Monday, April 16, 2012

Enforcing Indianapolis' Smoking Ban

All the press has been on whether Indy should adopt a tougher smoking ban, with bars and taverns included.  That looks likely to happen now that the council is apparently near a compromise version that the Mayor is likely to sign.
The issue that has been almost completely overlooked, but will soon take center stage, is how the smoking ban for taverns gets enforced.   Are we going to send out city inspectors to surreptitiously see if the bars are enforcing the ordinance?   How many bars do we have in Indianapolis?   I would say a 1000 is a conservative estimate.  How often are those inspectors going to get around to the bars?  Are we going to have to hire more city workers to enforce the law?  Do we contract out enforcement of the smoking ban?  Do we divert IMPD officers from fighting crime to enforcing the smoking ban?   I'm not even sure law enforcement can be used for that function.   Could it make more sense for the bar to pay the fine if caught instead of running off customers who are smoking?

The smoking ban reminds me a bit of prohibition...a law passed to correct an unhealthy life choice.  That law - prohibition - proved utterly unenforceable.  I am not sure how the smoking ban for bars will avoid a similar fate.

36 comments:

Jeff Cox said...

The difference is that drinking by itself affects no one but the drinker. Smoking by itself affects the people around the smoker. Big difference.

LindsayGrace said...

You obviously know very little about the enforcement angle of the smoke-free ordinance. The primary enforcement is the Health Department. Not police or fire, etc...

There are only about 300 bars & taverns that will be affected by this new law, not anywhere close to 1000. Now, there are about 1000 or so restaurants and offices that are smoke-free that seem to be having no probelm with following the law.

Why do you think businesses and citizens will not follow the law? Are all smokers law breakers?

Paul K. Ogden said...

Lindsay,

That doesn't answer the question I asked. Where is the Health Department going to get the employees to enforce the ordinance if the Dept is the "primary" enforcement body? You really think they have the staff to police the ordinance?

Why do I think businesses and citizens will not follow the law? The same reason people don't follow speed limits, the same reason people don't report income on their tax returns, the same reason prohibition didn't prevent people from drinking. If I'm a business owner and I'm looking at losing customers if I enforce the law, you can bet I'd be hesitant at the least to enforce the law.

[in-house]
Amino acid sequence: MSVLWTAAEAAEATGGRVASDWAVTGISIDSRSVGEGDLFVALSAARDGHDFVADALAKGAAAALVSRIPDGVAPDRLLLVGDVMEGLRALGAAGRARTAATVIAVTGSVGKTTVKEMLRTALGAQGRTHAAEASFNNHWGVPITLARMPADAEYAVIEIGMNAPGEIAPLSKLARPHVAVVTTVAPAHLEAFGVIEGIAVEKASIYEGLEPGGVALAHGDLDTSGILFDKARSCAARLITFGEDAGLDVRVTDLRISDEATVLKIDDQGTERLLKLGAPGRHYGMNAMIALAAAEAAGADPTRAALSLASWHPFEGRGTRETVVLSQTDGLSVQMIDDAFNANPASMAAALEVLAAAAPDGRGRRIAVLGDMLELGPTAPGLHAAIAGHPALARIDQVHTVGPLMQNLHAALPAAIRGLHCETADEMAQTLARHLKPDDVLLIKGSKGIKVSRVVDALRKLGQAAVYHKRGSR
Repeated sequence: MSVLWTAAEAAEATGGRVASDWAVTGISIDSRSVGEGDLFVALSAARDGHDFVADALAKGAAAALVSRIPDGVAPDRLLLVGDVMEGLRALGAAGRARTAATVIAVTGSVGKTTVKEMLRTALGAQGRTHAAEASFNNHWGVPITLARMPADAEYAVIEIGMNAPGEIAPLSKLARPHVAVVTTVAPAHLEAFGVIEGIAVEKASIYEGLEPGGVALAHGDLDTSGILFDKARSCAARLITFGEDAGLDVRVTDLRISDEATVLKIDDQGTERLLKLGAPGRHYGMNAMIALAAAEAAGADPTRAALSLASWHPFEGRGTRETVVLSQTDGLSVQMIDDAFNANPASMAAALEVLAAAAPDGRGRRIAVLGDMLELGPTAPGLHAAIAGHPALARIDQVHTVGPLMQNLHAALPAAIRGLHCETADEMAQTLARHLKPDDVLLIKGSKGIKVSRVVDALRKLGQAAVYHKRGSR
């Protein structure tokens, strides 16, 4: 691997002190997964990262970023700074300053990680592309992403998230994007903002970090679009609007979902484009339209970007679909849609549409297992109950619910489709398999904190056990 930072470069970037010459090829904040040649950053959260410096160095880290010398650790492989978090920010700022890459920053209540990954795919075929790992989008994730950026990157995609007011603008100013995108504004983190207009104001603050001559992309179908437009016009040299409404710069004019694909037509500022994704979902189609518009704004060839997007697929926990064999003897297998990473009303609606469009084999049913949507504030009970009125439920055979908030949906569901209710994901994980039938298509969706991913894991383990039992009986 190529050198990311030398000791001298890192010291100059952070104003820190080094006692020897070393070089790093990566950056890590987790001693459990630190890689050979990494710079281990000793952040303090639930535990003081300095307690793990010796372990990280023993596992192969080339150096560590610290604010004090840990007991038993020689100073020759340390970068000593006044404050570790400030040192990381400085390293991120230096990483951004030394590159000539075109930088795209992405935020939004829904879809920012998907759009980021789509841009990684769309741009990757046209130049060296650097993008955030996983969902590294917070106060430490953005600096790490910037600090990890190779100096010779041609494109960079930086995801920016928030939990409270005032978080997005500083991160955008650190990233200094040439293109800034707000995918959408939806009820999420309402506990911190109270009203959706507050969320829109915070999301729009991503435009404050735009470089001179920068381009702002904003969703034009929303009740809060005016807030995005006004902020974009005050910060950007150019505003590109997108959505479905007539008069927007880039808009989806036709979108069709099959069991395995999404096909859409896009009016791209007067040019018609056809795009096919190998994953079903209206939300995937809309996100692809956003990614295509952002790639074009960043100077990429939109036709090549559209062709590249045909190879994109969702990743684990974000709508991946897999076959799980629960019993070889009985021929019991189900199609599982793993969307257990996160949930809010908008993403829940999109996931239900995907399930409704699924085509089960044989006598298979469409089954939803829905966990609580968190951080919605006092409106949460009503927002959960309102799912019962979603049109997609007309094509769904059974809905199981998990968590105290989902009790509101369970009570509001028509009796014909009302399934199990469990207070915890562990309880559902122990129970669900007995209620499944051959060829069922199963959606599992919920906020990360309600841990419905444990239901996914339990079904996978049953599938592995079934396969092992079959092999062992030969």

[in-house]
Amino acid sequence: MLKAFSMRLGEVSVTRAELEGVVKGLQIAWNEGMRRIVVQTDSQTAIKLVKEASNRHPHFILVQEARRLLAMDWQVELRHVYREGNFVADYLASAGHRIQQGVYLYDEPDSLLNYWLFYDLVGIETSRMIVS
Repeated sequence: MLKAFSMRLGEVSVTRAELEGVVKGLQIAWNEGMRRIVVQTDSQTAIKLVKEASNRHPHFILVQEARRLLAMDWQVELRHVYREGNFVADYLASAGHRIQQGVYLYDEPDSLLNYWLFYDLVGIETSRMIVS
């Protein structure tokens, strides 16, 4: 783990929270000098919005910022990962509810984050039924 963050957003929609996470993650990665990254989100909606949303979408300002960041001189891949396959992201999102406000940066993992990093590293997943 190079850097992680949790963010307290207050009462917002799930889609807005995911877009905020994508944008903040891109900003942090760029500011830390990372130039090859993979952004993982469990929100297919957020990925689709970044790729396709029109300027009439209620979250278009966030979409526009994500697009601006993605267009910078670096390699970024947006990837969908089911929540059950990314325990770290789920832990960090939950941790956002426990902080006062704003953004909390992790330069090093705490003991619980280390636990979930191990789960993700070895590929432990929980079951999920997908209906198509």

artfuggins said...

Believe me, most of my friends and I are non smokers. It will be enforced if WE have to call the health department, code enforcement, police department, fire department or whomever is responsible. If the owners don't enforce it, they will have to suffer the consequences. Too much time and too much work has gone into this. In addition, Indianapolis is already about 10 years behind most major cities.

Paul K. Ogden said...

Jeff,

In this post I didn't really address the issue of the merit of smoking ban, but just focused on enforcement. Nonetheless the flaw with your argument is that the people voluntarily put themselves in the position of being around smoking in bars. No one is forcing people to enter into a private business establilshment and be there where people are smoking. I don't like being around smoking either, but it's a choice I make when I go to a smoking bar.

Paul K. Ogden said...
This comment has been removed by the author.
Paul K. Ogden said...

Art, you're assuming this is a smokers v. nonsmokers issue. I don't agree at all. I'm a lifelong nonsmoker and the last thing I'm going to do is call the smoking police on someone smoking in a bar.

Indy Student said...

Paul, I really don't see the enforcement being some big problem.

In a large city like New York, it is a problem. There's stories where, despite having one of the strictest smoking bans in the country, bars and nightclubs are ignoring it and facing no consequences. Initially, the smokeeasies in NYC were very secretive and now they seem to be out in the open.

I remember reading Sahm's, which still lets in people under 18, just paid the fine for several months after the initial ban passed several years back. Eventually, they came up to some type of license renewal or bad PR or some such, stopped paying the fine, and complied with the law. Not sure how they did it (banned smoking and allowed minors, or banned minors and became 18+), but that's my vague recollection.

I think art is right. People who care will report bars and hotels that break the ordinance. If people don't help enforce, the ordinance will be meaningless. If people do assist in enforcement, it'll have some meaning.

Nicolas Martin said...

Alcohol affects nobody but the drinker? Tell that to families of heavy drinkers and victims of drunk driving accidents. The number of people killed by "second-hand" drunkenness vastly exceeds the theoretical but unproven deaths alleged to be caused by second-hand smoke.

Furthermore, contact with smokers in private business is entirely voluntary, while contact with drunks in the wild is quite the opposite, especially for the children of drunks.

According to WHO, there are about 1.8 million worldwide alcohol-related deaths per year. What rational person will argue that those deaths affect no one but the drinker?